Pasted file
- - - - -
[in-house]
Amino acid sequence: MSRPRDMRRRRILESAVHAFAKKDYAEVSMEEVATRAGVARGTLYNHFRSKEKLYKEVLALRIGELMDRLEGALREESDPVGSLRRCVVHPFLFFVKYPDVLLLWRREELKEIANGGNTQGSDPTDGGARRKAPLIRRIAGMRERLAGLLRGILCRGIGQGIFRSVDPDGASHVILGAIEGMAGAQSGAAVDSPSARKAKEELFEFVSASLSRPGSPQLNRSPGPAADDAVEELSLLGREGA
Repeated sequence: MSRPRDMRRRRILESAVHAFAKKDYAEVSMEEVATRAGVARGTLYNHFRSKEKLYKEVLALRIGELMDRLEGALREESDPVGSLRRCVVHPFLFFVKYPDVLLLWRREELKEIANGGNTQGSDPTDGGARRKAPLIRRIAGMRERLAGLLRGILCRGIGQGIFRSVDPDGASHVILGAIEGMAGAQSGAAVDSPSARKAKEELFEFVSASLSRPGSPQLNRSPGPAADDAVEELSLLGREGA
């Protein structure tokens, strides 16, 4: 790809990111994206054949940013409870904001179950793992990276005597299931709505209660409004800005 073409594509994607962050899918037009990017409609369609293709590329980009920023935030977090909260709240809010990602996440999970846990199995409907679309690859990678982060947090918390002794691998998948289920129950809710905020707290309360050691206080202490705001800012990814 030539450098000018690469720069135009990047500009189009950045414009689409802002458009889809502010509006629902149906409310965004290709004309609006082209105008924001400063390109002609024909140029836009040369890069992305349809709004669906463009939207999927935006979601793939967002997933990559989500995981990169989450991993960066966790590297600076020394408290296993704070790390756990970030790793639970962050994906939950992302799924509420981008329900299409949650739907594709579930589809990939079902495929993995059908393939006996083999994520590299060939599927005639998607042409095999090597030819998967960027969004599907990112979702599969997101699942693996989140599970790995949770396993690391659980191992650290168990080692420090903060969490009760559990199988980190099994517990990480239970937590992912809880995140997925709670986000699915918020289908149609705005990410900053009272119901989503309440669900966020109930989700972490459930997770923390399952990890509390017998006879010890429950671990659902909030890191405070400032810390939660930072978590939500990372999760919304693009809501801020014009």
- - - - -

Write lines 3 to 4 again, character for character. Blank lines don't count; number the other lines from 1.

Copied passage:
Repeated sequence: MSRPRDMRRRRILESAVHAFAKKDYAEVSMEEVATRAGVARGTLYNHFRSKEKLYKEVLALRIGELMDRLEGALREESDPVGSLRRCVVHPFLFFVKYPDVLLLWRREELKEIANGGNTQGSDPTDGGARRKAPLIRRIAGMRERLAGLLRGILCRGIGQGIFRSVDPDGASHVILGAIEGMAGAQSGAAVDSPSARKAKEELFEFVSASLSRPGSPQLNRSPGPAADDAVEELSLLGREGA
């Protein structure tokens, strides 16, 4: 790809990111994206054949940013409870904001179950793992990276005597299931709505209660409004800005 073409594509994607962050899918037009990017409609369609293709590329980009920023935030977090909260709240809010990602996440999970846990199995409907679309690859990678982060947090918390002794691998998948289920129950809710905020707290309360050691206080202490705001800012990814 030539450098000018690469720069135009990047500009189009950045414009689409802002458009889809502010509006629902149906409310965004290709004309609006082209105008924001400063390109002609024909140029836009040369890069992305349809709004669906463009939207999927935006979601793939967002997933990559989500995981990169989450991993960066966790590297600076020394408290296993704070790390756990970030790793639970962050994906939950992302799924509420981008329900299409949650739907594709579930589809990939079902495929993995059908393939006996083999994520590299060939599927005639998607042409095999090597030819998967960027969004599907990112979702599969997101699942693996989140599970790995949770396993690391659980191992650290168990080692420090903060969490009760559990199988980190099994517990990480239970937590992912809880995140997925709670986000699915918020289908149609705005990410900053009272119901989503309440669900966020109930989700972490459930997770923390399952990890509390017998006879010890429950671990659902909030890191405070400032810390939660930072978590939500990372999760919304693009809501801020014009």